16th Century Marble Door Surround

Marble Door Surround © 2011 Mufidah Kassalias

Following yesterday’s Anne of Cleves House post, here is the first of the architectural detail shots I took that same morning. What’s interesting about this photograph is the carved numbers 1599 on the right — likely a date stamp — which means this door surround must have been an addition over 60 years after the house was built. Also, I’d love to know why the initials IS are carved on the left — the stonemason’s signature?

You’ll notice the squint metal bar across the wooden panels of the door, typical of 16th buildings, something I’m familiar with as I live in one myself with its sloping floors, undulating ceilings and oddly-angled door and window frames. You wouldn’t guess this from the outside as the facade is painted sandstone and must have been added much later. And even once inside the age of the building isn’t immediately apparent — there are a few woodworm-eaten floorboards and exposed beams, but none of the dark oppressive variety that run like tracks across the ceiling. Which as far as I’m concerned is a good thing.

18 responses

  1. this brings out lots of very interesting details – the black and brown woods,rusted and faded colorations, all brings out the age with the date stamp providing proof if it even needed one :). It is very interesting to think that this building has survived the elements for 400+ years.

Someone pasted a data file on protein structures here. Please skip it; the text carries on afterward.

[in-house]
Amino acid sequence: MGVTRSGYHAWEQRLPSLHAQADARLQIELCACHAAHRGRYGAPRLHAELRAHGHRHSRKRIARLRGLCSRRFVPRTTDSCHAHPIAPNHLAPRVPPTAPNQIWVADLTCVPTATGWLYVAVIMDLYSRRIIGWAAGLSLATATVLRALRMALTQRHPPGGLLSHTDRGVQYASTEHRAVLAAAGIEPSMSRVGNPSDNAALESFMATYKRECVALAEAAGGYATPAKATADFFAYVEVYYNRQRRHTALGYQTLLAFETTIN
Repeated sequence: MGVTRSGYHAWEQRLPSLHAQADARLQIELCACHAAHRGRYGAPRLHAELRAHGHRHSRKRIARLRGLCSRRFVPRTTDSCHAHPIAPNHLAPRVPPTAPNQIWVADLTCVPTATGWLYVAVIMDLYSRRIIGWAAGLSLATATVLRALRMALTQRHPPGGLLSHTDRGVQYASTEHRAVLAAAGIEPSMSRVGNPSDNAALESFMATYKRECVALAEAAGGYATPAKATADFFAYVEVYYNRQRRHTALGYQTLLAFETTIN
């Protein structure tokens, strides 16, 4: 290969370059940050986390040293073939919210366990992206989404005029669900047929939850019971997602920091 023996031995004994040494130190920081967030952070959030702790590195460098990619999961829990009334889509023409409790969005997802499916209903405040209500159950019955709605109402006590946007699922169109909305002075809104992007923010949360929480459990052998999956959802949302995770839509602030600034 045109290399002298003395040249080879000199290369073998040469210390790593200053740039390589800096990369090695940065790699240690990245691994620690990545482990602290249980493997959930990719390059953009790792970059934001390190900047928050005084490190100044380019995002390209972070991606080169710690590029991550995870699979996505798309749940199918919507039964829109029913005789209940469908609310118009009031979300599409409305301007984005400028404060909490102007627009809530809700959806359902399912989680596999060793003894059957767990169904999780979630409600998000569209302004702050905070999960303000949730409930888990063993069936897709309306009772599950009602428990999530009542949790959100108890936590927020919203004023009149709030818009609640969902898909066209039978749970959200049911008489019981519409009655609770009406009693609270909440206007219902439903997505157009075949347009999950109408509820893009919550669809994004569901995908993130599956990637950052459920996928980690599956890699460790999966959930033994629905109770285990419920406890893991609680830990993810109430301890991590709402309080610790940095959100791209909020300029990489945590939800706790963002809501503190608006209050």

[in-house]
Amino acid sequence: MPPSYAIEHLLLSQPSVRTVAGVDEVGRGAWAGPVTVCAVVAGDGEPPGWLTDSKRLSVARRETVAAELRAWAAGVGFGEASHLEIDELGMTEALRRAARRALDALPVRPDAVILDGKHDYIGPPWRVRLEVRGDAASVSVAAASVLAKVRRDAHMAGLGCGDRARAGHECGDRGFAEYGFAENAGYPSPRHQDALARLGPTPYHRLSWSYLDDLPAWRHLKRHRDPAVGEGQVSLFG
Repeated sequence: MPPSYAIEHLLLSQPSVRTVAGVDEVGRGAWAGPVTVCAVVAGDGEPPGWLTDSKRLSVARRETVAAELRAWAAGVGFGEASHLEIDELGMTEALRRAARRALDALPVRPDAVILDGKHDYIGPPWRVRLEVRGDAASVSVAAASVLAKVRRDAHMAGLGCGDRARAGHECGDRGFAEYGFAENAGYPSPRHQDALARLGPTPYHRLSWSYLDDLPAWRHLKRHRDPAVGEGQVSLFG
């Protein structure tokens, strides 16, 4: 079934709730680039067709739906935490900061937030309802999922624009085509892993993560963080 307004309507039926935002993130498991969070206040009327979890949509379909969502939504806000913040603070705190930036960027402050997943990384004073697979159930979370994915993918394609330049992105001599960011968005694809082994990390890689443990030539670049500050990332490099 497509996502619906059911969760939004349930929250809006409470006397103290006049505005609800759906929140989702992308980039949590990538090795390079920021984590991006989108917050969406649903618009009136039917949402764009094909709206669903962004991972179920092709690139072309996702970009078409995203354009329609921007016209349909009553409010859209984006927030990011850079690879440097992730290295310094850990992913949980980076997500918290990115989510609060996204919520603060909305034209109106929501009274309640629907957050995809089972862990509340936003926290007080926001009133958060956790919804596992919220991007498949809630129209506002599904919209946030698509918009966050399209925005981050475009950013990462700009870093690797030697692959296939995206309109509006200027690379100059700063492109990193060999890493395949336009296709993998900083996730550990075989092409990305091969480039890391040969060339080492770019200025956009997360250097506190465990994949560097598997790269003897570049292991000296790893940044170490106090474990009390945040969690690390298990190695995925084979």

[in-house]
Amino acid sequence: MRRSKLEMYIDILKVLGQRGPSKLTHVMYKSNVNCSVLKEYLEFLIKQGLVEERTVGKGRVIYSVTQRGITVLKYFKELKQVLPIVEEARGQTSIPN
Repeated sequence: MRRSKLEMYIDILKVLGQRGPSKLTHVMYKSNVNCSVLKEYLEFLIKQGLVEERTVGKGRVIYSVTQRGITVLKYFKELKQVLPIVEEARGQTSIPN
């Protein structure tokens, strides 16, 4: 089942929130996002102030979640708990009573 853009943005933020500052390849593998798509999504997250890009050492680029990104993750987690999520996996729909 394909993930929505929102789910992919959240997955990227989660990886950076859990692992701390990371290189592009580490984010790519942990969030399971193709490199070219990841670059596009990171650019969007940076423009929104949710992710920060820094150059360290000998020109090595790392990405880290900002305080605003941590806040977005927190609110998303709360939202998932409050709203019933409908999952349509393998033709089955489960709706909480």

2. Love your stories and thoughts around your pics! 500 years.. must be around the time of my great-great-great-great-great-great-great-great-great-great-great-great-great-grand mother and father

  3. I don’t think the IS is a stonemason’s mark. Those marks tend to be more discreetly positioned and a little more creative.

    I guess these are the initials of the first owner of the house.

    • Ah, I hadn’t thought of that! I guess, since the house was originally built for Anne of Cleves in the 1530s, and 1599 is around 60 years later, perhaps it was whoever lived in the house at that point in time, as the door surround must be a later addition.

      I took a walk to Anne of Cleves House yesterday to talk with the people who work in the shop/museum and ask some questions about the building, but it had closed for the winter on 31st October and are not open again until April. So I will have to be quite patient for some answers!

    • Thanks Katie! It’s a 16th century building really, as it’s four storeys high and we’re on the top two floors, so not quite as quaint and English as you might imagine, although the grey-brown woodworm eaten beams certainly add character.